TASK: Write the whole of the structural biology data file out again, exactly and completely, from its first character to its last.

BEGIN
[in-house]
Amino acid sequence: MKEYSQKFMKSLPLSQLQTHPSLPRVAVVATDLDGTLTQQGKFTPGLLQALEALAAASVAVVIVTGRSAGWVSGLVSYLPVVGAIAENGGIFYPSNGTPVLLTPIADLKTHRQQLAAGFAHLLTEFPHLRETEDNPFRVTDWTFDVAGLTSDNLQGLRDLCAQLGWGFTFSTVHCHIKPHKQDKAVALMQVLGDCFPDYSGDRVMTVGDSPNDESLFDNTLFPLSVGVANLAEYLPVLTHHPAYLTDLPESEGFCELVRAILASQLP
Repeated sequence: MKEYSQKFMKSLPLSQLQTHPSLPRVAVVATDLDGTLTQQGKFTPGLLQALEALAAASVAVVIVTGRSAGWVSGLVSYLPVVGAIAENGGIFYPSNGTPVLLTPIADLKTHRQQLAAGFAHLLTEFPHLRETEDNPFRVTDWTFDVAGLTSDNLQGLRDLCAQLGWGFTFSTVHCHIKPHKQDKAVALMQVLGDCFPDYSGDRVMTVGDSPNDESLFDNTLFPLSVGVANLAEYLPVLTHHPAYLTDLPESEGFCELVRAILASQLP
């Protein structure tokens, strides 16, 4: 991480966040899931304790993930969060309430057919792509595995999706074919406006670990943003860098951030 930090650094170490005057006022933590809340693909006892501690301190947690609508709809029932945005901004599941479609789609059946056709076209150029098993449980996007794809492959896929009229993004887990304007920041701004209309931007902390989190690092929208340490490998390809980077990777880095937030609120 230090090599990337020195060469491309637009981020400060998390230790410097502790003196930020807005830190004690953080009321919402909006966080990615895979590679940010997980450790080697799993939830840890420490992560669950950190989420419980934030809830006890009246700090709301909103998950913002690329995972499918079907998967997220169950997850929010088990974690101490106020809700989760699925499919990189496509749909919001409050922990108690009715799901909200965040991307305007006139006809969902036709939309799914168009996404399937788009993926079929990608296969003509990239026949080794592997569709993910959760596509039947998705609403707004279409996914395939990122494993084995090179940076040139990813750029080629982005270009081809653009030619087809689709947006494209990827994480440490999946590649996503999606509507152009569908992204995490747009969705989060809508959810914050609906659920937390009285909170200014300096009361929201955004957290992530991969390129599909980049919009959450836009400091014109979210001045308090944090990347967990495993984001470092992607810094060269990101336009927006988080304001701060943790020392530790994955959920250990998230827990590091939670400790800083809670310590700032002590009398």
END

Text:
[in-house]
Amino acid sequence: MKEYSQKFMKSLPLSQLQTHPSLPRVAVVATDLDGTLTQQGKFTPGLLQALEALAAASVAVVIVTGRSAGWVSGLVSYLPVVGAIAENGGIFYPSNGTPVLLTPIADLKTHRQQLAAGFAHLLTEFPHLRETEDNPFRVTDWTFDVAGLTSDNLQGLRDLCAQLGWGFTFSTVHCHIKPHKQDKAVALMQVLGDCFPDYSGDRVMTVGDSPNDESLFDNTLFPLSVGVANLAEYLPVLTHHPAYLTDLPESEGFCELVRAILASQLP
Repeated sequence: MKEYSQKFMKSLPLSQLQTHPSLPRVAVVATDLDGTLTQQGKFTPGLLQALEALAAASVAVVIVTGRSAGWVSGLVSYLPVVGAIAENGGIFYPSNGTPVLLTPIADLKTHRQQLAAGFAHLLTEFPHLRETEDNPFRVTDWTFDVAGLTSDNLQGLRDLCAQLGWGFTFSTVHCHIKPHKQDKAVALMQVLGDCFPDYSGDRVMTVGDSPNDESLFDNTLFPLSVGVANLAEYLPVLTHHPAYLTDLPESEGFCELVRAILASQLP
């Protein structure tokens, strides 16, 4: 991480966040899931304790993930969060309430057919792509595995999706074919406006670990943003860098951030 930090650094170490005057006022933590809340693909006892501690301190947690609508709809029932945005901004599941479609789609059946056709076209150029098993449980996007794809492959896929009229993004887990304007920041701004209309931007902390989190690092929208340490490998390809980077990777880095937030609120 230090090599990337020195060469491309637009981020400060998390230790410097502790003196930020807005830190004690953080009321919402909006966080990615895979590679940010997980450790080697799993939830840890420490992560669950950190989420419980934030809830006890009246700090709301909103998950913002690329995972499918079907998967997220169950997850929010088990974690101490106020809700989760699925499919990189496509749909919001409050922990108690009715799901909200965040991307305007006139006809969902036709939309799914168009996404399937788009993926079929990608296969003509990239026949080794592997569709993910959760596509039947998705609403707004279409996914395939990122494993084995090179940076040139990813750029080629982005270009081809653009030619087809689709947006494209990827994480440490999946590649996503999606509507152009569908992204995490747009969705989060809508959810914050609906659920937390009285909170200014300096009361929201955004957290992530991969390129599909980049919009959450836009400091014109979210001045308090944090990347967990495993984001470092992607810094060269990101336009927006988080304001701060943790020392530790994955959920250990998230827990590091939670400790800083809670310590700032002590009398």